May 13, 2013
Innovation Interview: Michael Huber

What is innovation?

“Innovate” is defined as “To begin or introduce something new.”  I have worked in different levels of government (state, municipal, and now airport) for the last ten years, and in my context, I have usually considered the word innovation to mean “doing something new in a government setting.”

The people whom I consider to be innovators in business, government, and the arts seem to have one thing in common: nearly all of them take ideas from one discipline (say, art or design) and then apply them to their own discipline (e.g., technology).

How is innovation part of your life?

Working in government has been rewarding, for the most part, because of the opportunity to solve problems that impact a lot of people.  But government is often a particularly environment in which to innovate, because it is difficult to change processes and systems quickly.  New ideas, and the risks that come with new ideas, are often resisted in government. That being said, one can be innovative in government; it just takes a little more effort.

Although I’ve never thought of myself as an innovator (or an artist, for that matter), I try to bring ideas from other disciplines to the organizations in which I’ve worked.  As the saying goes “good artists copy, great artists steal.”  I don’t mean plagiarism or stealing propriety information, but more specifically, looking beyond government solutions to solve government problems.  In 2002, when I consulted to the Attorney General’s office of Unclaimed Property (funds), we identified ideas from Ebay and the financial services industry to devise new ways of allowing citizens to search for their unclaimed money.  In 2010, when I was Deputy Mayor at the City of Indianapolis, we stole ideas from the most creative technology developers we could find, in identifying new functionality for Indianapolis electronic parking meters.  In 2011, we worked with the Arts Council and looked to a variety of private, public, and philanthropic funding collaboratives to find ways to fund Arts Council to create 46 for XLVI, the murals program which was completed at the time of Indianapolis’ Super Bowl.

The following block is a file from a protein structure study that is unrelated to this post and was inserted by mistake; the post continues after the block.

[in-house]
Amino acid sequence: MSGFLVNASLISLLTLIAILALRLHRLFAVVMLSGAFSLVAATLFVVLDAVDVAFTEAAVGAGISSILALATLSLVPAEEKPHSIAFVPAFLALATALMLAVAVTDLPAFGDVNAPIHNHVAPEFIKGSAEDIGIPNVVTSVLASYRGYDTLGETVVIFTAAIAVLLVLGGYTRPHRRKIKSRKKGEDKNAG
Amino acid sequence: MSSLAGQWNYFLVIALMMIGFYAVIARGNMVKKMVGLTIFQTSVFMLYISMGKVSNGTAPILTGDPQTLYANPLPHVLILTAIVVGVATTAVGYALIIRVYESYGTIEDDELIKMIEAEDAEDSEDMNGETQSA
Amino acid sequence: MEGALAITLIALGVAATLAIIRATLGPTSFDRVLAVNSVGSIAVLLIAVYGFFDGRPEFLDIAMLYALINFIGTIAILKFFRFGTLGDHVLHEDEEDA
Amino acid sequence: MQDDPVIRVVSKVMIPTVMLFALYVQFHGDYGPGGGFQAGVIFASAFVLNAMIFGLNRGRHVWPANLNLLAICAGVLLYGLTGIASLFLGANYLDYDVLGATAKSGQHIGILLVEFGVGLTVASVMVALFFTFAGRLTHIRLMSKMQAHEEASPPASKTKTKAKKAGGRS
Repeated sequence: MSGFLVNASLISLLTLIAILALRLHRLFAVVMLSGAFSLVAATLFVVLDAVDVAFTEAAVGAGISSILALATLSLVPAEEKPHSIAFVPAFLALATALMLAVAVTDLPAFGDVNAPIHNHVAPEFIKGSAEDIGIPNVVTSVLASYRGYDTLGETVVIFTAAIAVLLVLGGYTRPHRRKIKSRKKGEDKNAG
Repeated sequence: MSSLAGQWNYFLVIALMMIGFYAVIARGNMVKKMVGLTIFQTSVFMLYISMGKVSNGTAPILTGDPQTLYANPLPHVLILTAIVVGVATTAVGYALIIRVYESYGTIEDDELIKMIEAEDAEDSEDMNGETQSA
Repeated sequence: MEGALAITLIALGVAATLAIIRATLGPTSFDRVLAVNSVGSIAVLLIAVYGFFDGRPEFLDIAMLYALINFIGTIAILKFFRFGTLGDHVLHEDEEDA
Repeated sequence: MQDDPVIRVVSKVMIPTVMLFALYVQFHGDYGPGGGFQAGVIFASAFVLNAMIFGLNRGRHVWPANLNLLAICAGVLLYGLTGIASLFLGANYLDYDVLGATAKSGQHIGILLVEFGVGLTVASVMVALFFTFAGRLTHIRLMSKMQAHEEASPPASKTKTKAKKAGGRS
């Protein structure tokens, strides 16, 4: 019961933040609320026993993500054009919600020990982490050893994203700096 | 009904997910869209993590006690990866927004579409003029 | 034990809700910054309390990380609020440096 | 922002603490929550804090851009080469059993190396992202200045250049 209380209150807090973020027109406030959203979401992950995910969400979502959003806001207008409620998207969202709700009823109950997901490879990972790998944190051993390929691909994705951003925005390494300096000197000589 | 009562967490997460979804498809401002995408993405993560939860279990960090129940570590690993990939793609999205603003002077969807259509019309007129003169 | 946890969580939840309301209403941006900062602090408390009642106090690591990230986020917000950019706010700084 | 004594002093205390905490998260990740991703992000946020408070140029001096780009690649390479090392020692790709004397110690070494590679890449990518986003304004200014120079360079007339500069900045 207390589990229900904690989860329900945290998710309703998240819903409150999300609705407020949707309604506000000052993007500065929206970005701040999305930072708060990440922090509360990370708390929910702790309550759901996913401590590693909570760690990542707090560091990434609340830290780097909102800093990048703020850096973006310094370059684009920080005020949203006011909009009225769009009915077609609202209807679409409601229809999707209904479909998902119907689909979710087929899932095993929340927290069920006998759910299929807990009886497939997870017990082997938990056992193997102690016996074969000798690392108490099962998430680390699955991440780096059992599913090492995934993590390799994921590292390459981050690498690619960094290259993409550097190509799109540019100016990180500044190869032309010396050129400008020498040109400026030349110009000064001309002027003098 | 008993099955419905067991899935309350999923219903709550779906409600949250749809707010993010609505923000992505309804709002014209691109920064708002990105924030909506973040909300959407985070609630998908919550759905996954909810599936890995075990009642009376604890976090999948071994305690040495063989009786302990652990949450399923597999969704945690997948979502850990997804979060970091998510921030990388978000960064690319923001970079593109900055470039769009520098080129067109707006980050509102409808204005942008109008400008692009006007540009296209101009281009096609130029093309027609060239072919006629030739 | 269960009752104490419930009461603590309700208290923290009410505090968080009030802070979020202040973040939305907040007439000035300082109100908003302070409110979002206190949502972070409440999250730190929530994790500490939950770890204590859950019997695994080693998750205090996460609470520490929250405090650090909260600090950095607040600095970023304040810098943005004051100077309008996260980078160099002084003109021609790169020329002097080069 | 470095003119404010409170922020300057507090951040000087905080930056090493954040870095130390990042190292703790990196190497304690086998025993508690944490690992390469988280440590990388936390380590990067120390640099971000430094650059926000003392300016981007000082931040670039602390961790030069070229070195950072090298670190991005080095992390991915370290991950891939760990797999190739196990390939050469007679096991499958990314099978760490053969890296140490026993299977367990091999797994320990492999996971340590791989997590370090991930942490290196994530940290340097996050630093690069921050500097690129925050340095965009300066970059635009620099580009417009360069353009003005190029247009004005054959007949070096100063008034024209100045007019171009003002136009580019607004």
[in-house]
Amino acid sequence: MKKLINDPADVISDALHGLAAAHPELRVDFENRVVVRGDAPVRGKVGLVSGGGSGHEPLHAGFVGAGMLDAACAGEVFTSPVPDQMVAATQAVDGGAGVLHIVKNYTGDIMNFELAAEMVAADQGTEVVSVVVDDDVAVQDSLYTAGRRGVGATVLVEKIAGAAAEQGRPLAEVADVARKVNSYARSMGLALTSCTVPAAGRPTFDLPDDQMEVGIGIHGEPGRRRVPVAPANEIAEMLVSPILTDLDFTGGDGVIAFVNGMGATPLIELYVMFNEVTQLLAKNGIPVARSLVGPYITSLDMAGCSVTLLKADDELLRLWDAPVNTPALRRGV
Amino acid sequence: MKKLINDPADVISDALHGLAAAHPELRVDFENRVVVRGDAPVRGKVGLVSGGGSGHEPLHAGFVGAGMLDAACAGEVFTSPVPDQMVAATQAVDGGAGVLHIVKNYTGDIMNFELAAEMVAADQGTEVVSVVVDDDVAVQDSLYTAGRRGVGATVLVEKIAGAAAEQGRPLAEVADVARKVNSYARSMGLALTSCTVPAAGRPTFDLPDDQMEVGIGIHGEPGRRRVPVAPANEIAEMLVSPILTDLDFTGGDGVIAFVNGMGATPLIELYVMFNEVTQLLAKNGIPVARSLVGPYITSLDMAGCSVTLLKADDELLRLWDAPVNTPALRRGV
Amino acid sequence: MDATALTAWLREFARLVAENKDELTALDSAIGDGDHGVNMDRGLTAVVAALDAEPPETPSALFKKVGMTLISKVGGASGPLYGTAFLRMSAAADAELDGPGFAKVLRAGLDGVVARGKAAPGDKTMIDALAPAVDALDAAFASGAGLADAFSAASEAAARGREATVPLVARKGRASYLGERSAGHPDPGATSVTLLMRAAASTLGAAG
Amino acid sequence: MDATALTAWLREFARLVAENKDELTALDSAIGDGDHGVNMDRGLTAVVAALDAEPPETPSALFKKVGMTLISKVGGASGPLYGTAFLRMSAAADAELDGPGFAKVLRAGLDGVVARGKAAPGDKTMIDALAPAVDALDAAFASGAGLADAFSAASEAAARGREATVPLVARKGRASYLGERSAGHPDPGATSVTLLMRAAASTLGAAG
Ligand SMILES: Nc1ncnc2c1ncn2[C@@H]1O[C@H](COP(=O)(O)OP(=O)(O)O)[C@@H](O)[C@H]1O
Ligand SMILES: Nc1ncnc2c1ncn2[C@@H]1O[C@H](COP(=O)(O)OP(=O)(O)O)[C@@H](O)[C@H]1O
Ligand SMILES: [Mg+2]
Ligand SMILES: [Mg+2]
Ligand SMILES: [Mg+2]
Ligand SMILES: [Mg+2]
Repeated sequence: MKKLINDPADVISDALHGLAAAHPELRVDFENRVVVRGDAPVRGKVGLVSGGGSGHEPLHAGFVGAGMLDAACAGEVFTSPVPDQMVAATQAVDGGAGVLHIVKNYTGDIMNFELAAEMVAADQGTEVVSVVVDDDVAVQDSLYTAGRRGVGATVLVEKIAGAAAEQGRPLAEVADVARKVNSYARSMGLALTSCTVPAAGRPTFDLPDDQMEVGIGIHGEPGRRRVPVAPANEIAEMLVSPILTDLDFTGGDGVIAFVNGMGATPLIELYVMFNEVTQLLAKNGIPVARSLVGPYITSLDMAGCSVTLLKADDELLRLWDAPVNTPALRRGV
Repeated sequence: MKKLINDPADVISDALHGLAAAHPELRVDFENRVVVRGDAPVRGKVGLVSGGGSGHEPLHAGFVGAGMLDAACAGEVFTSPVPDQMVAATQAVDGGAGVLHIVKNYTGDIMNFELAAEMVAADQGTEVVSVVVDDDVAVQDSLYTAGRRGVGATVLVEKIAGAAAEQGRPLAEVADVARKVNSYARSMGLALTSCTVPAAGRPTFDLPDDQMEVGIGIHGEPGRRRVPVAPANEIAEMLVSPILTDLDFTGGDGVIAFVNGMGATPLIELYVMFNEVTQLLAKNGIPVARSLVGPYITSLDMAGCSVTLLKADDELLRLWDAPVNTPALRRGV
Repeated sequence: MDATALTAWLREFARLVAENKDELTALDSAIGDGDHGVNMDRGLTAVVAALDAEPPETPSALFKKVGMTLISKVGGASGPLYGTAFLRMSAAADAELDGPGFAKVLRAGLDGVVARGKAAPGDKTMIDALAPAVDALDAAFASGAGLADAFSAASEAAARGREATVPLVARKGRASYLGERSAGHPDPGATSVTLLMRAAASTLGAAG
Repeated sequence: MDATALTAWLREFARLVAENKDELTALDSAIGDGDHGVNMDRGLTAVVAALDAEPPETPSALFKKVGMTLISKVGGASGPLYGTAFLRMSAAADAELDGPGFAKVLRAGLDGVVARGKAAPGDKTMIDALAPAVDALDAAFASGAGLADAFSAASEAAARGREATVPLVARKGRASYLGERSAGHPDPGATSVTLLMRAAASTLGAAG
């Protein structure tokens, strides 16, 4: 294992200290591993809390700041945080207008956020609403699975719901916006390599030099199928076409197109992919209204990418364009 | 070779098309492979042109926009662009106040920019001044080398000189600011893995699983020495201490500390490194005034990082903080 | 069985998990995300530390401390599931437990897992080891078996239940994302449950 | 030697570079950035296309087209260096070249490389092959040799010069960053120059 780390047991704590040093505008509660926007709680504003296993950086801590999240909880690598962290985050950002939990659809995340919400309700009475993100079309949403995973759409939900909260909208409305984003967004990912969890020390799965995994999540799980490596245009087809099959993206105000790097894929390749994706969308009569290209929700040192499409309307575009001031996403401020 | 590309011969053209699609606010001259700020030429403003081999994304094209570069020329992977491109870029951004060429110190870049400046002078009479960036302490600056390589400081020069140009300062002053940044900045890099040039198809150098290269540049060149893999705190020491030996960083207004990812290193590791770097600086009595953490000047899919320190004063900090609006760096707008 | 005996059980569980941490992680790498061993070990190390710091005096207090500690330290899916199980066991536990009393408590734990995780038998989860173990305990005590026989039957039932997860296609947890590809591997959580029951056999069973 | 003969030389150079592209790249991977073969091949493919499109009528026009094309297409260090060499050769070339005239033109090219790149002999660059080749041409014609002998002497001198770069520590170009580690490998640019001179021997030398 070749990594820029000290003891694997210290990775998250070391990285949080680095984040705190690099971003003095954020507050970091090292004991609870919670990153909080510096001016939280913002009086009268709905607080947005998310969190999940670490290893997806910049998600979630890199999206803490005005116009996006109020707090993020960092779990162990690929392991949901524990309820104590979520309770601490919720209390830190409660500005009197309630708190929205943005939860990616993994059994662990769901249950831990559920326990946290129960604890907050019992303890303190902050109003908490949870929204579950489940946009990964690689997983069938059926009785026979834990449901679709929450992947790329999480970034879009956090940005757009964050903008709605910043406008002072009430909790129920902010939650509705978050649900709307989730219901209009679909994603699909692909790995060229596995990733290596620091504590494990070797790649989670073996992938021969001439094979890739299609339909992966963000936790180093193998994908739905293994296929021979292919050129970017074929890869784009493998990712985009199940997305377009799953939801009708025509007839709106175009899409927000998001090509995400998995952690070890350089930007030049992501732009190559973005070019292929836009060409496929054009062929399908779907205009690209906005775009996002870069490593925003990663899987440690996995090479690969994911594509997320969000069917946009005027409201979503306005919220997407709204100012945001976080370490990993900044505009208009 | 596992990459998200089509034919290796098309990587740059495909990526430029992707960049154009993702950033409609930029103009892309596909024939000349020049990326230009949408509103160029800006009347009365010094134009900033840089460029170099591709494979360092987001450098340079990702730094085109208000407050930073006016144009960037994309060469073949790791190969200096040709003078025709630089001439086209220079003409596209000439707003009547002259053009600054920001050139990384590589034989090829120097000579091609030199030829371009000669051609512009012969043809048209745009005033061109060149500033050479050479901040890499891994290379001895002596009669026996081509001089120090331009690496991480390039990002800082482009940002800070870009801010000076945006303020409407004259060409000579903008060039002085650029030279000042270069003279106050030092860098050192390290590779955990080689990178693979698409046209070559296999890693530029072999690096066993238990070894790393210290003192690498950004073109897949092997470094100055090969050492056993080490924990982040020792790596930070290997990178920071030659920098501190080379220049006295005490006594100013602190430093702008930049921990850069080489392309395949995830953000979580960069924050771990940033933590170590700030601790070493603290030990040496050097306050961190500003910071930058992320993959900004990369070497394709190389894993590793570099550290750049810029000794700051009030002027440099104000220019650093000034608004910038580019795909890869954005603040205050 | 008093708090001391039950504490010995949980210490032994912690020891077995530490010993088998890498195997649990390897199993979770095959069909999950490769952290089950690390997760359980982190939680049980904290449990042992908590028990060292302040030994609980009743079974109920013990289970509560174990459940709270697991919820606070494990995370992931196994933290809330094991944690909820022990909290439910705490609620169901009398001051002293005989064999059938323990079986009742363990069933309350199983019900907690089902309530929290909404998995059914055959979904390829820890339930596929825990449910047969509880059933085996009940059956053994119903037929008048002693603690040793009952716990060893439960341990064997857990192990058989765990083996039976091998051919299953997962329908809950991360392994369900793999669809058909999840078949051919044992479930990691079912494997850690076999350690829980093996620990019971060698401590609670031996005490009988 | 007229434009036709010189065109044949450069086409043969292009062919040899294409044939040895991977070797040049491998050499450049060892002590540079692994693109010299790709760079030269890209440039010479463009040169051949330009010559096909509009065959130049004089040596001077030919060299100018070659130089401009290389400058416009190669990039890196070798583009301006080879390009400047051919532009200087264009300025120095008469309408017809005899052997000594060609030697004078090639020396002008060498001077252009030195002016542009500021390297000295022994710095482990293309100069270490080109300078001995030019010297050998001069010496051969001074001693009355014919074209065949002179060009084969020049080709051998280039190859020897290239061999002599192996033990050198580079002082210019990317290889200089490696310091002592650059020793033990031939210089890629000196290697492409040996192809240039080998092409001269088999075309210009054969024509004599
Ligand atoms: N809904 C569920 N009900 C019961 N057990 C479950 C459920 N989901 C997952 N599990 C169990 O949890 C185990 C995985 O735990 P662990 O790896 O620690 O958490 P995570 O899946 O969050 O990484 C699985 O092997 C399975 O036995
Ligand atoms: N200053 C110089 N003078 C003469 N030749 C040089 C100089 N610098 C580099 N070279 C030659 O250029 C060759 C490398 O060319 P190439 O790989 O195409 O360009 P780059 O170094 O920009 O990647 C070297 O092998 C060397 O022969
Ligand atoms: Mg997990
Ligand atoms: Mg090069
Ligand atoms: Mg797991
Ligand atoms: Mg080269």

Who (or what organizations) do you admire for innovation?

The people whom I consider to be innovators are never satisfied or complacent, and are always looking to the next set of ideas or improvements.  They inspire me to read a lot, learn about other disciplines, and try to empower my staff and colleagues to try new things.

I admire Scott Dorsey for continuing to evolve Exact Target’s technology platform in a way that can be used across so many sectors.  I’m also a music geek and more specifically, a synthesizer geek, and the recording software I use is produced by an innovative German company called Ableton, which allows you to seamlessly and dynamically combine live music, software instruments, and sampled sounds in an incredibly user-friendly way.  As a baseball fan, I consider the writer and consultant Bill James to be an innovator, in the way he used statistical analysis value players, and has transformed the modern game. I admire grass roots arts organizations including People for Urban Progress and Big Car, both for their inspiring vision and ability to produce so many tangible results that enhance our community.


In April and May, Indiana Humanities is exploring the topic of “innovation,” as part of its Spirit of Competition theme. This post was written by Michael Huber. Michael Huber is the Indianapolis Airport Authority’s Senior Director for Commercial Enterprise, where he oversees the airport’s businesses and its land development portfolio. Previously, Michael served in various public sector roles including Deputy Mayor for Economic Development for Indianapolis Mayor Greg Ballard, and worked for Governor Mitch Daniels in the Office of Management and Budget.

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